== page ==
Mr. Speaker, in the spring of 2005 I was reviewing Canada's hate crimes legislation and I noted that there were a number of categories, identifiable groups, which were covered: race, religion, ethnicity and sexual orientation. However, I noticed that there was an omission. Gender was not covered. That spurred me to call the Department of Justice to find out if perhaps there was other legislation that covered off gender.
I received a call back from an official who told me that it seemed to be an oversight. I thought to myself after that conversation, my goodness, what kind of Canada do we live in when this sort of oversight can occur? Is it a reflection of the gender inequality in our House of Commons? Or is it a reflection of society's tacit acceptance of certain hateful types of expression?
That spurred me to draft a piece of legislation, a private member's bill, perhaps unique in the sense that all it entailed was the addition of one single word “sex”, the legal term for gender, in existing legislation.
Since the original introduction of hates crimes legislation, there has been a diminishing number of hate crimes in Canada. We have become more accepting and respectful. In fact, we often now celebrate our differences. Unfortunately, women continue to be the target of hate crimes at increasing rates.
Several months ago, every MP in this House stood for a minute of silence in memory of 14 young women massacred at the École Polytechnique. Yet three times, a number of these same MPs have blocked the passage of Bill C-254 in our House of Commons, allowing the continuation of the spreading of gender-based hatred. It is a hatred with which vulnerable new generations are being infected.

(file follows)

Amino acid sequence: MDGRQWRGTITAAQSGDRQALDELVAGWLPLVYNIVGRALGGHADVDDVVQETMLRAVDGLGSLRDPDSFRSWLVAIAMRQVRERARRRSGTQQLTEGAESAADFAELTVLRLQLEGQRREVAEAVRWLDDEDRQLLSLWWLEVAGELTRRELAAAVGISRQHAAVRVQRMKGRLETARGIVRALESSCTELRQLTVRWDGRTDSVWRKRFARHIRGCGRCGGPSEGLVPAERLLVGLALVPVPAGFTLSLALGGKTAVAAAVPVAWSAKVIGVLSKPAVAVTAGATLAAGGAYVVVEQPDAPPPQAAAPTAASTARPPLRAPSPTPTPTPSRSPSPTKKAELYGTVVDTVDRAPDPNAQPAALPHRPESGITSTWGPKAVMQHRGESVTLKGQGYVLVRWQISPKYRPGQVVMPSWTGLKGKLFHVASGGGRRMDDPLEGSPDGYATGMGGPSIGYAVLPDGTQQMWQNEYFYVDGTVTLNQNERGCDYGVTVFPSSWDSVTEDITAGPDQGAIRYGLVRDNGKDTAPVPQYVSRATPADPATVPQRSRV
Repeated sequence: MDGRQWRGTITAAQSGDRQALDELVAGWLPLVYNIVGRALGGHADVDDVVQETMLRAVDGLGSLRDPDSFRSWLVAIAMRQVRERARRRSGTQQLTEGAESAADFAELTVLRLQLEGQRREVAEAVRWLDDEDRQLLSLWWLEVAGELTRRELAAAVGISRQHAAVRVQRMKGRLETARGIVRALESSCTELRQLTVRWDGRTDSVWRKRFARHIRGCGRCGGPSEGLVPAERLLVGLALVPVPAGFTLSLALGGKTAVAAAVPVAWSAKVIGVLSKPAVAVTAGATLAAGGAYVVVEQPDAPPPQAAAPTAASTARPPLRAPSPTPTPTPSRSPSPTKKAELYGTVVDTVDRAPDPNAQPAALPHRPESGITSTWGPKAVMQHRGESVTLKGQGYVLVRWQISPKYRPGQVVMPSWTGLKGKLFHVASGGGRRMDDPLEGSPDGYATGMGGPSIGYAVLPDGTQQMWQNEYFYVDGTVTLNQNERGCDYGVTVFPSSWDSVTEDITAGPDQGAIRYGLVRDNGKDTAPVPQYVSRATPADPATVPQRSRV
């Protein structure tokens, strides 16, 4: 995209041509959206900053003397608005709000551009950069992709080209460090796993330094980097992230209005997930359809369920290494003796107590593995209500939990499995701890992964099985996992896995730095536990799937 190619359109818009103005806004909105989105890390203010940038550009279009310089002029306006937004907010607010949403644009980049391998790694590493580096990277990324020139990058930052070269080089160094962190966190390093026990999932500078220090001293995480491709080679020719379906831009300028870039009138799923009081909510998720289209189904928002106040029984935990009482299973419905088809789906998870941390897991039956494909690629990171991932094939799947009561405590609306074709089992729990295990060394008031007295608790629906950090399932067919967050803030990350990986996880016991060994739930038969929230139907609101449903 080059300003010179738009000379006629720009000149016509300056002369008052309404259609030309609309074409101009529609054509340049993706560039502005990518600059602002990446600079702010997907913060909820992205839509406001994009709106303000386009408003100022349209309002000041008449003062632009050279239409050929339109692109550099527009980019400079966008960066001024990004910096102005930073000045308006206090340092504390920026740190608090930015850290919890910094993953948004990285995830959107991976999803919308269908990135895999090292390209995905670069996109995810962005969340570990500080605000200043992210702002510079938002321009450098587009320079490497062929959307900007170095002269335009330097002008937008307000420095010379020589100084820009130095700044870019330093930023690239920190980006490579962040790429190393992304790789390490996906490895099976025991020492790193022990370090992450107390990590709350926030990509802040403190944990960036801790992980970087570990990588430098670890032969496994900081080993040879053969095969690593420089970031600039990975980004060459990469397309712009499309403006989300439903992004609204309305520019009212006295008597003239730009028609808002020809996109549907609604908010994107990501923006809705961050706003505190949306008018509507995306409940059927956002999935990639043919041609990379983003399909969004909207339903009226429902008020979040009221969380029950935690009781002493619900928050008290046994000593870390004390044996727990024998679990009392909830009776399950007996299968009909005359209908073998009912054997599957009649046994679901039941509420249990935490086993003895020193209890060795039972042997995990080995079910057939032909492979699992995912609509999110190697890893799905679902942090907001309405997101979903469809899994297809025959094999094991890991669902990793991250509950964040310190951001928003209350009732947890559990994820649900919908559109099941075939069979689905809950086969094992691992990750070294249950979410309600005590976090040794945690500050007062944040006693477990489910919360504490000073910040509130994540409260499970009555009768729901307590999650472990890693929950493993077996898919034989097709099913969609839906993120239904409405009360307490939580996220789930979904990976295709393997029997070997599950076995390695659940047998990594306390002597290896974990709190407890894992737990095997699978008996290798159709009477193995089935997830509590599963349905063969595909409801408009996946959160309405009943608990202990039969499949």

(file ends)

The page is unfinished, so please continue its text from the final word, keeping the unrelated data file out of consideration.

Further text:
For instance, a musician who has sold thousands of CDs in Canada raps these horrific lyrics:
Then punch a bitch in the nose
Until her whole face explodes
There's three things I hate: Girls, women,--
And he continues.
Minister, why are these lyrics legally protected? Yet, if we were to substitute equally pejorative terms for Jew, Black or gay, charges would be laid. Today, the hands of our police forces are tied when attempting to deal with this type of hatred.
Soon after introducing my bill, I received a letter of support from the office of William Blair, Chief of Police in Toronto. His letter stated:
The Toronto Police Service supports and applauds your efforts to combat the serious issue of promoting hatred and violence against women.
It is not just our police forces which support Bill C-254. The media violence coalition, representing some 160,000 teachers, principals and trustees in Ontario, is actively lobbying on its behalf.
I will continue to ask the federal government to expand the definition of identifiable groups to include gender.
He further stated:
It is time for the federal government to provide such tools to prosecute those promoting hatred against women by amending the Criminal Code.
I hope that all my parliamentary colleagues will put their political differences and ideologies aside for the sake of Canadian women, to protect our mothers, to protect our wives, to protect our sisters, and to protect our daughters.
I call upon the minister to act and to add one word, just one word, “sex”, the legal description for gender, into existing hate crimes legislation.
Tough on crime should also apply--